Evaluation of a language-screening programme for 2.5-year-olds at Child Health Centres in Sweden

Acta Paediatr. 2001 Mar;90(3):339-44.


A population-based language-screening programme started in the western part of Sweden (South Bohuslän) in 1991, with the aim of identifying developmental language disability in 2.5-y-old children. The programme was evaluated during 1998 in an experimental study. A group of 105 2.5-y-old children was recruited from 24 separate Child Health Centres. A sample of 25 children with a positive screening result was selected. For each of the 25 children, 1-4 controls, i.e. children with a negative screening result, were selected. The results were reclassified blindly by three speech and language therapists and used as a gold standard. Positive and negative predictive values were estimated to be 0.52 (95% confidence interval 0.31-0.72) and 0.96 (95% confidence interval 0.89-0.99), respectively. Baye's theorem was used to calculate the sensitivity (0.69) and the specificity (0.93) of the screening. A method of calculating the sensitivity and specificity of the test method by means of three samples was demonstrated.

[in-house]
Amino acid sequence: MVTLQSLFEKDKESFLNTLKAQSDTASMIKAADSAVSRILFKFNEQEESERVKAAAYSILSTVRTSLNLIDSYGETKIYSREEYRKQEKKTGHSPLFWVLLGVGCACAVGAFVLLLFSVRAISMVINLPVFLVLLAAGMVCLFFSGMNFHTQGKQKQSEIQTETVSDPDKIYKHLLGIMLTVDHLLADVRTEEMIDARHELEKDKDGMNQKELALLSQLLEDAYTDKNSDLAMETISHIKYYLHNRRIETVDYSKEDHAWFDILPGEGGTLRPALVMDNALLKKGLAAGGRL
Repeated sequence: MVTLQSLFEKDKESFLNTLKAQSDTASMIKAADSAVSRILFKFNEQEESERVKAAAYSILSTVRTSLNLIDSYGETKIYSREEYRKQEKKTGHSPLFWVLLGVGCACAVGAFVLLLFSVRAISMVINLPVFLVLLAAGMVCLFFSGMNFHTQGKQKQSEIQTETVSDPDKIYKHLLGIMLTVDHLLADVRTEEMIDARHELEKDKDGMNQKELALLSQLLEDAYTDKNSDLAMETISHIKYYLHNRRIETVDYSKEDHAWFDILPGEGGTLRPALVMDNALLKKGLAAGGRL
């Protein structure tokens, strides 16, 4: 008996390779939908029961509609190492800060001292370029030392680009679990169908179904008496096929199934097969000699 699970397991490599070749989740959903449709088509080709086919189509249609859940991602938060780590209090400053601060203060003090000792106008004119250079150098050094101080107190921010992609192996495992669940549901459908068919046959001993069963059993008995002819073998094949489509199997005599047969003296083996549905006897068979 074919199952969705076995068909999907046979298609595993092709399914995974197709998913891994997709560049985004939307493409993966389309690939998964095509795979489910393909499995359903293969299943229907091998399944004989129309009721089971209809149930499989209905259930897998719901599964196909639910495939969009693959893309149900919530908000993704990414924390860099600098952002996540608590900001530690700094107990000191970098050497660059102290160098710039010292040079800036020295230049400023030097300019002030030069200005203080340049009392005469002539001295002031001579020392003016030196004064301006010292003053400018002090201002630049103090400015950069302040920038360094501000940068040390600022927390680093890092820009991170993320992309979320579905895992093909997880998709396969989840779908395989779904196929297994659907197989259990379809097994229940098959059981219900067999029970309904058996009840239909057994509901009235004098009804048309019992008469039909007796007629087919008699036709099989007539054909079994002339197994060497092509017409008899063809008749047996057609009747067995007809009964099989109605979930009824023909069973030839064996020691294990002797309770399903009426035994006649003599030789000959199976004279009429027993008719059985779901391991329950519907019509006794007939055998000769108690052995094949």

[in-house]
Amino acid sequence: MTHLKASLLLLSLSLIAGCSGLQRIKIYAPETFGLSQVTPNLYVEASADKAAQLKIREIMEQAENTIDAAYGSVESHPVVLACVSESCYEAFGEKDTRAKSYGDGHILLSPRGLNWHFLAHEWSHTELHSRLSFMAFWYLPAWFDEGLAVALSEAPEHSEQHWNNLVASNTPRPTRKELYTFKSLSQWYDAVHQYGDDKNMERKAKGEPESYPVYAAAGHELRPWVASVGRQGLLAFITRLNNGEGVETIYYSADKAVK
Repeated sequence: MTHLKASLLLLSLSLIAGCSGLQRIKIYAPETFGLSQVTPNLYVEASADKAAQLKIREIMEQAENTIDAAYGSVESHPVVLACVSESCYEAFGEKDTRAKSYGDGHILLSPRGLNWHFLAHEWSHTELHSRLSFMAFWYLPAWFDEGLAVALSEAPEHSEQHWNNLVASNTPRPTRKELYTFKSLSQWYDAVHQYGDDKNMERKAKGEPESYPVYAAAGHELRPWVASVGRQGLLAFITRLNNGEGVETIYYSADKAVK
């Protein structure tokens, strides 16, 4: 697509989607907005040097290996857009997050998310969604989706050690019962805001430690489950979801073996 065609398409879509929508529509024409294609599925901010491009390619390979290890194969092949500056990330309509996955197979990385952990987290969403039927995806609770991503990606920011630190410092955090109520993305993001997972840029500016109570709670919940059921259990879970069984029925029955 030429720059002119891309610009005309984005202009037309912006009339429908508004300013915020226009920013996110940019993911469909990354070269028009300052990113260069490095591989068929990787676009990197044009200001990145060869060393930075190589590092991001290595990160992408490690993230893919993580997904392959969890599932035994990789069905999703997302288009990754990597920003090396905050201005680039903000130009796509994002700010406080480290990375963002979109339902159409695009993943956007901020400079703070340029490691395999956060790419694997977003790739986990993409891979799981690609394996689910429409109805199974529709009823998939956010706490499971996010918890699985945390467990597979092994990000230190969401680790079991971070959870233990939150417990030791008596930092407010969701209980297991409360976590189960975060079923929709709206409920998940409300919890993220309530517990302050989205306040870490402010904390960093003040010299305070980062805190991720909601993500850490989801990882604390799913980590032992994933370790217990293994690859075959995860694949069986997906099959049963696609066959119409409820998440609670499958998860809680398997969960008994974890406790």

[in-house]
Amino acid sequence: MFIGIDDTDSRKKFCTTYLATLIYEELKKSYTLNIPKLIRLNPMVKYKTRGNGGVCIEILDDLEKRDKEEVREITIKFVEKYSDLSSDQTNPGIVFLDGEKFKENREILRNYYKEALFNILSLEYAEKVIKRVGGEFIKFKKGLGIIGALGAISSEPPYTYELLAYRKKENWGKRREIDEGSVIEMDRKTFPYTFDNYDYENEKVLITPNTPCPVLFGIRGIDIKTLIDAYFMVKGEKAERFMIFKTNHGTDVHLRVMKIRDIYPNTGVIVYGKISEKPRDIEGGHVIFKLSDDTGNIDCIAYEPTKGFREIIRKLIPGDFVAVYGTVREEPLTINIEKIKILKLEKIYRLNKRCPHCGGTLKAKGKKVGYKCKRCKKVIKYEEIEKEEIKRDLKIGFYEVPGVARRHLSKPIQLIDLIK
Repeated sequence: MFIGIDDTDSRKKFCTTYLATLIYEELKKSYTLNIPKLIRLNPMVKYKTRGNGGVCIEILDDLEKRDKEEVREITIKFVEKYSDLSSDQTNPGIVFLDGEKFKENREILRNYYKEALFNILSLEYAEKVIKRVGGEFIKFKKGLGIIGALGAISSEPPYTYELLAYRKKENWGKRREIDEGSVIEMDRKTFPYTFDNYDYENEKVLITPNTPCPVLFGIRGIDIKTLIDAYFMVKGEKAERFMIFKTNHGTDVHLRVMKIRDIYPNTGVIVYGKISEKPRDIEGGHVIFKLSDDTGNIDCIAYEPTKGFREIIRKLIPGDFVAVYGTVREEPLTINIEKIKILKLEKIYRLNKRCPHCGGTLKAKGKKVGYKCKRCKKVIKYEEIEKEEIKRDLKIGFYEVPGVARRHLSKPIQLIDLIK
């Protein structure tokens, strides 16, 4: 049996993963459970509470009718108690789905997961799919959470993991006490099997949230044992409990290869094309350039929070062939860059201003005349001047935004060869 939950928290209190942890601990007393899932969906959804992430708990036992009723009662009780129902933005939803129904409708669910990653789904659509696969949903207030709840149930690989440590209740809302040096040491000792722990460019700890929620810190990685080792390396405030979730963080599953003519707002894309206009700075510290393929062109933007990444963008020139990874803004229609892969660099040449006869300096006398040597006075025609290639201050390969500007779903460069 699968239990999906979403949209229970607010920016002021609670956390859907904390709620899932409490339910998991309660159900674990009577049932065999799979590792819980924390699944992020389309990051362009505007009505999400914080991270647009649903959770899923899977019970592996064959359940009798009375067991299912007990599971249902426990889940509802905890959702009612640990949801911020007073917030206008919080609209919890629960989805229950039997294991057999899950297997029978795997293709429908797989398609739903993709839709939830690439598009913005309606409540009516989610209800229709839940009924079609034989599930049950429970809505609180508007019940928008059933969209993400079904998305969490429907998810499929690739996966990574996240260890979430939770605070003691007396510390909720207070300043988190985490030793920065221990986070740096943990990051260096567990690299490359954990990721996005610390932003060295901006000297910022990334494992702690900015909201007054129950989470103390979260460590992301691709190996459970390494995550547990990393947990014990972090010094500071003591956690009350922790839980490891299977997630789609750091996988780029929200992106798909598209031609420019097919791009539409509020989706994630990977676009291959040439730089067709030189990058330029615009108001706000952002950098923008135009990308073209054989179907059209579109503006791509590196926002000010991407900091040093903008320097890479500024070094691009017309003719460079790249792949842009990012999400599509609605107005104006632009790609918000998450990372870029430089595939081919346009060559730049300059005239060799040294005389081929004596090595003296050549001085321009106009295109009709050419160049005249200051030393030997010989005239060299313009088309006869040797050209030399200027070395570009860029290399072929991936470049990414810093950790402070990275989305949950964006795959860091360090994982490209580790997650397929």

Conclusion: The data confirm that it is possible to identify reliably children with developmental language disability at 2.5 y of age through the screening programme.

Publication types

  • Evaluation Study
  • Research Support, Non-U.S. Gov't

MeSH terms

  • Child
  • Child Health Services
  • Child, Preschool
  • Female
  • Humans
  • Language Development Disorders / diagnosis*
  • Language Tests*
  • Male
  • Mass Screening / methods
  • Reproducibility of Results
  • Sensitivity and Specificity
  • Sweden / epidemiology